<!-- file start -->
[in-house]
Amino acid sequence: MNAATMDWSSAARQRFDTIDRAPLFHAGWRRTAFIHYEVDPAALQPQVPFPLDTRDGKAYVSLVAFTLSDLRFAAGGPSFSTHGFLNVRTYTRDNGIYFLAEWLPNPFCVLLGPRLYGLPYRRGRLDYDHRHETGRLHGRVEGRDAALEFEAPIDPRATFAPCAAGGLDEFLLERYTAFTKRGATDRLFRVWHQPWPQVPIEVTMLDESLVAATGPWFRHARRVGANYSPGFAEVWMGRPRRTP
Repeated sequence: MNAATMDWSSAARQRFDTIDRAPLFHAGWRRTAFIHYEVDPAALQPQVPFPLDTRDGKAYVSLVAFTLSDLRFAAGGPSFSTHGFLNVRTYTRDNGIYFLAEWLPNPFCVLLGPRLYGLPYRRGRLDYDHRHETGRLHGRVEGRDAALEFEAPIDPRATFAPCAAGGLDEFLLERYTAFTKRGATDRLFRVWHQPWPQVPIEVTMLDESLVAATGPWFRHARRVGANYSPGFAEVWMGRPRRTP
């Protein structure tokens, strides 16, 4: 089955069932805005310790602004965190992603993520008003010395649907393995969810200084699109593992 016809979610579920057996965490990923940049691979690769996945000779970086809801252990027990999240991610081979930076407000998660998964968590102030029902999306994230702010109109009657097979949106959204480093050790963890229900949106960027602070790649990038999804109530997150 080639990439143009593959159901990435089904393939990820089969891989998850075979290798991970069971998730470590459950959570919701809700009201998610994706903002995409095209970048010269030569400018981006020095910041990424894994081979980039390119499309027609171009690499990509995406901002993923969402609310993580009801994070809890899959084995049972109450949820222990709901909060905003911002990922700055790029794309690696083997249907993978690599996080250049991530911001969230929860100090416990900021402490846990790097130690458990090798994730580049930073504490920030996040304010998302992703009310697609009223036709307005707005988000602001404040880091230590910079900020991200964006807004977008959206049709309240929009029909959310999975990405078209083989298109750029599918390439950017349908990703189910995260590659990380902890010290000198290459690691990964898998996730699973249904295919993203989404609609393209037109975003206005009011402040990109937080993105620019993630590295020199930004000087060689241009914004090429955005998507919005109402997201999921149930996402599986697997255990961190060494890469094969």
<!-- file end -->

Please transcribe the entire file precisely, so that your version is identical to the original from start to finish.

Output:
[in-house]
Amino acid sequence: MNAATMDWSSAARQRFDTIDRAPLFHAGWRRTAFIHYEVDPAALQPQVPFPLDTRDGKAYVSLVAFTLSDLRFAAGGPSFSTHGFLNVRTYTRDNGIYFLAEWLPNPFCVLLGPRLYGLPYRRGRLDYDHRHETGRLHGRVEGRDAALEFEAPIDPRATFAPCAAGGLDEFLLERYTAFTKRGATDRLFRVWHQPWPQVPIEVTMLDESLVAATGPWFRHARRVGANYSPGFAEVWMGRPRRTP
Repeated sequence: MNAATMDWSSAARQRFDTIDRAPLFHAGWRRTAFIHYEVDPAALQPQVPFPLDTRDGKAYVSLVAFTLSDLRFAAGGPSFSTHGFLNVRTYTRDNGIYFLAEWLPNPFCVLLGPRLYGLPYRRGRLDYDHRHETGRLHGRVEGRDAALEFEAPIDPRATFAPCAAGGLDEFLLERYTAFTKRGATDRLFRVWHQPWPQVPIEVTMLDESLVAATGPWFRHARRVGANYSPGFAEVWMGRPRRTP
């Protein structure tokens, strides 16, 4: 089955069932805005310790602004965190992603993520008003010395649907393995969810200084699109593992 016809979610579920057996965490990923940049691979690769996945000779970086809801252990027990999240991610081979930076407000998660998964968590102030029902999306994230702010109109009657097979949106959204480093050790963890229900949106960027602070790649990038999804109530997150 080639990439143009593959159901990435089904393939990820089969891989998850075979290798991970069971998730470590459950959570919701809700009201998610994706903002995409095209970048010269030569400018981006020095910041990424894994081979980039390119499309027609171009690499990509995406901002993923969402609310993580009801994070809890899959084995049972109450949820222990709901909060905003911002990922700055790029794309690696083997249907993978690599996080250049991530911001969230929860100090416990900021402490846990790097130690458990090798994730580049930073504490920030996040304010998302992703009310697609009223036709307005707005988000602001404040880091230590910079900020991200964006807004977008959206049709309240929009029909959310999975990405078209083989298109750029599918390439950017349908990703189910995260590659990380902890010290000198290459690691990964898998996730699973249904295919993203989404609609393209037109975003206005009011402040990109937080993105620019993630590295020199930004000087060689241009914004090429955005998507919005109402997201999921149930996402599986697997255990961190060494890469094969």